Gynaecological doctor William Acton's Functions and Disorders of the Reproductive Organs, in Childhood, Youth, Adult Age, and Advanced Life, Considered in the Physiological, Social, and Moral Relations (1865) is mainly concerned with male sexuality. It is largely known, however, for the extract shown here where Acton claims that 'the majority of women (happily for them) are not very much troubled by sexual feeling of any kind'.
Although Acton's views are not representative of the whole 19th century population, they nevertheless reflect that sex was seen by many - including medical professionals - as something exclusively enjoyed by men while women, in contrast, passively endured it for the purpose of reproduction only.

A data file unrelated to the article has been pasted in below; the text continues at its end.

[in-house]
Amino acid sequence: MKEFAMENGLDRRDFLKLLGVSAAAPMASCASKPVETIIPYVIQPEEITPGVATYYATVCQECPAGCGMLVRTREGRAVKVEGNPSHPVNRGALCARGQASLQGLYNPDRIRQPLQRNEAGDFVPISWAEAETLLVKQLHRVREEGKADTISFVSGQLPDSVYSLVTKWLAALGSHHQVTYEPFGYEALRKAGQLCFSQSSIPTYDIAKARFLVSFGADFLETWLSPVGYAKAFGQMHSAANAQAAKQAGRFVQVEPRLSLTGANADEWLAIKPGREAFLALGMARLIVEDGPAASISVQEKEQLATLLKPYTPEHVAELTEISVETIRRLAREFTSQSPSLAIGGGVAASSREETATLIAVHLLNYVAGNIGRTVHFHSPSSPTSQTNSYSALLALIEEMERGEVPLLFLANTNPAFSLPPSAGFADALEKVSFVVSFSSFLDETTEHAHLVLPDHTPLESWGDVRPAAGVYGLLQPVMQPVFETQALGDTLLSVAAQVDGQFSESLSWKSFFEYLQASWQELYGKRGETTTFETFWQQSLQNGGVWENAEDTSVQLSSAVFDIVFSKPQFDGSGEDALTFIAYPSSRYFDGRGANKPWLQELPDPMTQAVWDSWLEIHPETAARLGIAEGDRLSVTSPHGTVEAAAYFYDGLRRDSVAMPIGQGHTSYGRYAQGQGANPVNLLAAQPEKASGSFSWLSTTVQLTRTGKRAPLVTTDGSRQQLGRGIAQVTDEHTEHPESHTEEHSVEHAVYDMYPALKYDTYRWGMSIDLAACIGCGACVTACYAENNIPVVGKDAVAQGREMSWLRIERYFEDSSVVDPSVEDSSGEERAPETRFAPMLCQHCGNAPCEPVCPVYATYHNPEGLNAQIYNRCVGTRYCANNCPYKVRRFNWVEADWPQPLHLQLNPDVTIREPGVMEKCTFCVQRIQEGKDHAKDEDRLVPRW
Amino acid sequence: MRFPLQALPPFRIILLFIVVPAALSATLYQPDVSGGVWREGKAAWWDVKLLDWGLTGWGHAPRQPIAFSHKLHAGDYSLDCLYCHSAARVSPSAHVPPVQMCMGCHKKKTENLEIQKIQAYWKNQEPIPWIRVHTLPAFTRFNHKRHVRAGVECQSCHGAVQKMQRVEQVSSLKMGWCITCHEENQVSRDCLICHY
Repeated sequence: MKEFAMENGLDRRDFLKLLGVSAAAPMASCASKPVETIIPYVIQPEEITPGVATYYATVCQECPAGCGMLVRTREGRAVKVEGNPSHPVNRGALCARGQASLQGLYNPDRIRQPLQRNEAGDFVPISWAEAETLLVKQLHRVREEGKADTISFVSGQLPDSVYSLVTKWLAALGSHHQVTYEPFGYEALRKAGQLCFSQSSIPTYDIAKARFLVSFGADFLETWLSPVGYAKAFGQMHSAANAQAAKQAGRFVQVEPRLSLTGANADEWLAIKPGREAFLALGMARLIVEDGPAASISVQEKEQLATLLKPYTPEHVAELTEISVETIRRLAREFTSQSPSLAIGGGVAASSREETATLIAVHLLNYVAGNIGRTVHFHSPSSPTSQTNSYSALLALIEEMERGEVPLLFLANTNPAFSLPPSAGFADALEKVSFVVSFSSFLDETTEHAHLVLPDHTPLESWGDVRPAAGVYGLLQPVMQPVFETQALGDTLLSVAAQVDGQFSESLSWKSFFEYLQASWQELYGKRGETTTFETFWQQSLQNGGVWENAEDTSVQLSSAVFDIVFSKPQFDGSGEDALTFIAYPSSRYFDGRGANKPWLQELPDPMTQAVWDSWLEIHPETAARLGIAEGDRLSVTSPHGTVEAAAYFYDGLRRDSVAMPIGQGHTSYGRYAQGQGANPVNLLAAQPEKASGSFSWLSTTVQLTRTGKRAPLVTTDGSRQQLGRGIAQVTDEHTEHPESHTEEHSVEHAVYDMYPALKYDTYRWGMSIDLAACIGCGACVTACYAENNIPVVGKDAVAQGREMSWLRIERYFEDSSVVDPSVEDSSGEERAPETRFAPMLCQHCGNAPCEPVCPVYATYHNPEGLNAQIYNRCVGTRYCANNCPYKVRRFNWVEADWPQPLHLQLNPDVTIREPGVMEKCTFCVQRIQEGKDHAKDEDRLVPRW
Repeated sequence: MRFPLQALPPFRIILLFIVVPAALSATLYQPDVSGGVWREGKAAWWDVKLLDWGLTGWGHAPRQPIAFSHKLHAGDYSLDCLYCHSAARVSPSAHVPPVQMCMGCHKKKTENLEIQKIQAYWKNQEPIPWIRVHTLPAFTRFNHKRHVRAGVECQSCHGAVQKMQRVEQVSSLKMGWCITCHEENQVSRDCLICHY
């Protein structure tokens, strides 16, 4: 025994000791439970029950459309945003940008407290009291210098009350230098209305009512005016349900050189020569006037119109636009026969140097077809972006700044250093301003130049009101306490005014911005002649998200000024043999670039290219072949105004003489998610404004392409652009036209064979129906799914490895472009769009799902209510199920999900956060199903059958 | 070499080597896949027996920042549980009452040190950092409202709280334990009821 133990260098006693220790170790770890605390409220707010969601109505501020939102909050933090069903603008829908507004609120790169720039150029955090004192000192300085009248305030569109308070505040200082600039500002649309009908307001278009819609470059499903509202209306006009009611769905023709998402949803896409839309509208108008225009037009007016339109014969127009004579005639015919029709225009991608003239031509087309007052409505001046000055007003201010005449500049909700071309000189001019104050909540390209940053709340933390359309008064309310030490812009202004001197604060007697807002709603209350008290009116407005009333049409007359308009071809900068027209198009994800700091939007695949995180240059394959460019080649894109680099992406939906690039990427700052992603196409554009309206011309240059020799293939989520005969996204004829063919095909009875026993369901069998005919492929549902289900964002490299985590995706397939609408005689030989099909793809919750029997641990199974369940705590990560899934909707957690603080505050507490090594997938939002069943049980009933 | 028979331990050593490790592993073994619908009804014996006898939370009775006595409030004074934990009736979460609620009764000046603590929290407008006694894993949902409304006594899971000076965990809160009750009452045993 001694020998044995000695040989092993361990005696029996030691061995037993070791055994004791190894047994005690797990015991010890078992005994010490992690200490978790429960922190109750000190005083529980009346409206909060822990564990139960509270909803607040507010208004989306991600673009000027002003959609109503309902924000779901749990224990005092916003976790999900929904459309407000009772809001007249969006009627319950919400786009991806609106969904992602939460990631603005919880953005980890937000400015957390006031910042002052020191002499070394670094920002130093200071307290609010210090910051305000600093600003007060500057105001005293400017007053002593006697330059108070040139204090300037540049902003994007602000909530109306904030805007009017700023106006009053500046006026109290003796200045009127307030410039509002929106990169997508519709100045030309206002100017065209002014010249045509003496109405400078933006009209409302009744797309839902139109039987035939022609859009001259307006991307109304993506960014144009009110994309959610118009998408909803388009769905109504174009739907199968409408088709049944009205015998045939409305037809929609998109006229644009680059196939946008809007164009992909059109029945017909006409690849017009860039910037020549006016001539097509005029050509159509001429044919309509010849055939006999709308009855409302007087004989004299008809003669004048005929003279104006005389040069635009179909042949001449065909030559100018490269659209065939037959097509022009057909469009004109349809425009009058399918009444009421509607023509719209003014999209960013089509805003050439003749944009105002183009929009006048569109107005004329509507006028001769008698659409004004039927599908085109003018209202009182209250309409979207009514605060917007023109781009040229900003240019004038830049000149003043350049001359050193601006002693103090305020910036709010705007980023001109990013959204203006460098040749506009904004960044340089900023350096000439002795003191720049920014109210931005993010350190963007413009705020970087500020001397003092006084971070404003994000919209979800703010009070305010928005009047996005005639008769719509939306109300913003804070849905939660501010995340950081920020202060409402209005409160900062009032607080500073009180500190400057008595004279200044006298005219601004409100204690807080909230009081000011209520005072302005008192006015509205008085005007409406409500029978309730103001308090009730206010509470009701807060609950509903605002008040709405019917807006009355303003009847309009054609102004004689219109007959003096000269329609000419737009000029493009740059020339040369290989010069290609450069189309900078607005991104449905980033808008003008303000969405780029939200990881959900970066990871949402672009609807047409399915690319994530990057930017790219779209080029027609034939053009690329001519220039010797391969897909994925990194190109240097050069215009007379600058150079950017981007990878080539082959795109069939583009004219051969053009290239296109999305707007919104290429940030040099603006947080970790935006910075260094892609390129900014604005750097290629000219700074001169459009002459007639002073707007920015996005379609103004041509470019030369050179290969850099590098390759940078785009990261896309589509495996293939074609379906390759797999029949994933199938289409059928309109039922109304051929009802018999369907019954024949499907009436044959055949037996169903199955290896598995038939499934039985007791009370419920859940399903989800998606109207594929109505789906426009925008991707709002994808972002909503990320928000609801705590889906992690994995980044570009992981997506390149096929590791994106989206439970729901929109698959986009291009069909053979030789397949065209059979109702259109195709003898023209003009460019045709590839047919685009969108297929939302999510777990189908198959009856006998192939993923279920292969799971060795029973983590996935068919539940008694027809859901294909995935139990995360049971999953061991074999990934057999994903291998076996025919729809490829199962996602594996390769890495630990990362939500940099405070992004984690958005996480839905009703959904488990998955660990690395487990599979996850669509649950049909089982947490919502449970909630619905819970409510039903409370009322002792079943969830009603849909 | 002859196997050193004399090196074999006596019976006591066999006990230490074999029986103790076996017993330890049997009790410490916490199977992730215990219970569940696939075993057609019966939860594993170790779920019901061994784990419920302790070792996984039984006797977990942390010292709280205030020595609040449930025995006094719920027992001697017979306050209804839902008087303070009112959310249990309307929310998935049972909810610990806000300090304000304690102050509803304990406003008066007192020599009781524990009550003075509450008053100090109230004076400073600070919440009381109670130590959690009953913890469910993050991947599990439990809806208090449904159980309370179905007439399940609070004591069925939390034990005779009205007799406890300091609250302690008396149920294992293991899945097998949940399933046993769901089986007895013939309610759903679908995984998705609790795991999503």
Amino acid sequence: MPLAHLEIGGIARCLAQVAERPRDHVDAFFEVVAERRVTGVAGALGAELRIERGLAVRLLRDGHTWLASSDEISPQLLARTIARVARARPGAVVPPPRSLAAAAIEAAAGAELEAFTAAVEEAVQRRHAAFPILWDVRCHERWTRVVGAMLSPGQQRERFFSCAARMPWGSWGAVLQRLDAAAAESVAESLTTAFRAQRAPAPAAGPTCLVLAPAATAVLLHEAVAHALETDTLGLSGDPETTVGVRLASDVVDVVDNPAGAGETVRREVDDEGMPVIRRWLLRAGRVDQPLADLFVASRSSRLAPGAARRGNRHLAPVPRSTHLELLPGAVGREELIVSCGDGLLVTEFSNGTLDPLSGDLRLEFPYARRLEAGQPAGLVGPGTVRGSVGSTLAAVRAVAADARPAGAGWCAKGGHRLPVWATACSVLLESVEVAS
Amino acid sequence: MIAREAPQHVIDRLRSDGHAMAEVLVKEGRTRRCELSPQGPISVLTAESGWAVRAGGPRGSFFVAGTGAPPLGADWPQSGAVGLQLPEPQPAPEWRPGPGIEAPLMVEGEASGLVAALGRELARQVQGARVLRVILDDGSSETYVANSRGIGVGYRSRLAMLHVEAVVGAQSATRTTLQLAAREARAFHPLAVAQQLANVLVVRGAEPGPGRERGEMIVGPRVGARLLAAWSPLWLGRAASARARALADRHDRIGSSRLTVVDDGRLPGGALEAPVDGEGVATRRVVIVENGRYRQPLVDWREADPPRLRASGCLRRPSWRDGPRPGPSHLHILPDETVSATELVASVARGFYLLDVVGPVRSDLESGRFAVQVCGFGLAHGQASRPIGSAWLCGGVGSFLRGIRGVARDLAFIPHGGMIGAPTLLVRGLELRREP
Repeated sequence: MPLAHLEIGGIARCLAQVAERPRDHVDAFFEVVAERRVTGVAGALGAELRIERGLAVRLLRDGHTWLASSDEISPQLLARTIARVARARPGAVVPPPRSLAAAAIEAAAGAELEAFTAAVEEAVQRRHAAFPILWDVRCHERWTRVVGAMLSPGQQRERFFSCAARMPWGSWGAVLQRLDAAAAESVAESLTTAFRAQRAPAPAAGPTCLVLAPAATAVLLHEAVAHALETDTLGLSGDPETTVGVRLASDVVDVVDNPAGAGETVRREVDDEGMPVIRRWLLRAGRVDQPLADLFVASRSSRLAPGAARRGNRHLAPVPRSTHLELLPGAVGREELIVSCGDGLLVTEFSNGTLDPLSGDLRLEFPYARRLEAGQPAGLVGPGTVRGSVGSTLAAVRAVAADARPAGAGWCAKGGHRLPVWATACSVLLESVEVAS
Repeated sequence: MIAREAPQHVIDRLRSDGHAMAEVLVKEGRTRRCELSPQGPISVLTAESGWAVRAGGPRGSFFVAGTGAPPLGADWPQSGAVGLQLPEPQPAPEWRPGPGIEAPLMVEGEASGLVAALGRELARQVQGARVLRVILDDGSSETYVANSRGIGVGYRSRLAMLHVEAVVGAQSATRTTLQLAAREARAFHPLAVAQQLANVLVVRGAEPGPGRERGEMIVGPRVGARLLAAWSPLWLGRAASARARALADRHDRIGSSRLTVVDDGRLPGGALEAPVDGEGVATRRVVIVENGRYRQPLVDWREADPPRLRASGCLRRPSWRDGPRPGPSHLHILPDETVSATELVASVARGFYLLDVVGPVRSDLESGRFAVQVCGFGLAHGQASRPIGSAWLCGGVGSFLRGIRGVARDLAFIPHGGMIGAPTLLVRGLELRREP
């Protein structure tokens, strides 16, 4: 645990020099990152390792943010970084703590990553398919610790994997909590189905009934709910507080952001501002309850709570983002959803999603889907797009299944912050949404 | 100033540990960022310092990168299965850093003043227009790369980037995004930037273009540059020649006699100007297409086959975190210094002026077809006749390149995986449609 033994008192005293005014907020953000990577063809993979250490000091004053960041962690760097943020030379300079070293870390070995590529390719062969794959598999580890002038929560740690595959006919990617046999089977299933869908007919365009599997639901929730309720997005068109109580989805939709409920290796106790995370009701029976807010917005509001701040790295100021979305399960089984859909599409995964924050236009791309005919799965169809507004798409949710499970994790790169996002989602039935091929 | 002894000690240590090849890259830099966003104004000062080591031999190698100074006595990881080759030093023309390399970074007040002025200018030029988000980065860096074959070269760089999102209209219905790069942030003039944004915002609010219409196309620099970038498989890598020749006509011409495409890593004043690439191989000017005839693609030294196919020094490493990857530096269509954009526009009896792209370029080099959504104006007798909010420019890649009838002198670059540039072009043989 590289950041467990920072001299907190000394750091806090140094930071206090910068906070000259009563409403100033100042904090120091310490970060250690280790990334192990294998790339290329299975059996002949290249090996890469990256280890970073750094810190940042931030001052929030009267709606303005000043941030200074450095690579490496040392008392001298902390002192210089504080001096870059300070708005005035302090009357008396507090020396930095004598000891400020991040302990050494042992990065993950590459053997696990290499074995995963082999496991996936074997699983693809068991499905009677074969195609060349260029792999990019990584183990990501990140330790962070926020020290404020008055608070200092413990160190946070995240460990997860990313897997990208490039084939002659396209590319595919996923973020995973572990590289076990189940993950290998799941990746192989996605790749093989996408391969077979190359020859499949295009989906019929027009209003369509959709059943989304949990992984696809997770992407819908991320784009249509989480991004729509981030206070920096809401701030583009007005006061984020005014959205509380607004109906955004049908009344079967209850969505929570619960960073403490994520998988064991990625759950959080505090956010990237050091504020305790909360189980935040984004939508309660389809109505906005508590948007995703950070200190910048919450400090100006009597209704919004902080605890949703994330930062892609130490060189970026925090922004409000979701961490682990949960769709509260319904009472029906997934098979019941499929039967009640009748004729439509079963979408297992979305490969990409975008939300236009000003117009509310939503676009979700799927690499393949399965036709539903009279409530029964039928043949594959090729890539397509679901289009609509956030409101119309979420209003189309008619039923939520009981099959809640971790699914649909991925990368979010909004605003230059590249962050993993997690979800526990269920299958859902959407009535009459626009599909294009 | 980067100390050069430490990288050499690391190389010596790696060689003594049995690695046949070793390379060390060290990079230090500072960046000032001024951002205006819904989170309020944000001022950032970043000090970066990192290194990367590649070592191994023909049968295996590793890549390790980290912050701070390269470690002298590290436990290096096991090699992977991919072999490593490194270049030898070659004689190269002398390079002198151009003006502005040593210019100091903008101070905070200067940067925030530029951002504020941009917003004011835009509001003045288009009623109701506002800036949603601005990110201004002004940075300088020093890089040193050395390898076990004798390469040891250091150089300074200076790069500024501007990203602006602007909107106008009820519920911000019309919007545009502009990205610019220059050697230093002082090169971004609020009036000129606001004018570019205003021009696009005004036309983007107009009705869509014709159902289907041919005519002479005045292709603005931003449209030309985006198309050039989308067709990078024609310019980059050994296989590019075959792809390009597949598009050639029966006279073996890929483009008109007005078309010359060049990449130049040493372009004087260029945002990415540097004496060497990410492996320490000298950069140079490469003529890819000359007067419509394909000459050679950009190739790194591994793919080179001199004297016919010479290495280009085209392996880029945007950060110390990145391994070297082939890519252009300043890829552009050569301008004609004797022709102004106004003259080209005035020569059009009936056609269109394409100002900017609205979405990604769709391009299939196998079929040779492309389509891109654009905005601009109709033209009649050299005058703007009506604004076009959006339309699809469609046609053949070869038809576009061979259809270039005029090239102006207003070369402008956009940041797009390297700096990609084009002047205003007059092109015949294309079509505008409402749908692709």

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Free-spirited and independent, educated and uninterested in marriage and children, the figure of the New Woman threatened conventional ideas about ideal Victorian womanhood. Greg Buzwell explores the place of the New Woman – by turns comical, dangerous and inspirational – in journalism and in fiction by writers such as Thomas Hardy, George Gissing and Sarah Grand.
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From marriage and sexuality to education and rights, Professor Kathryn Hughes looks at attitudes towards gender in 19th-century Britain.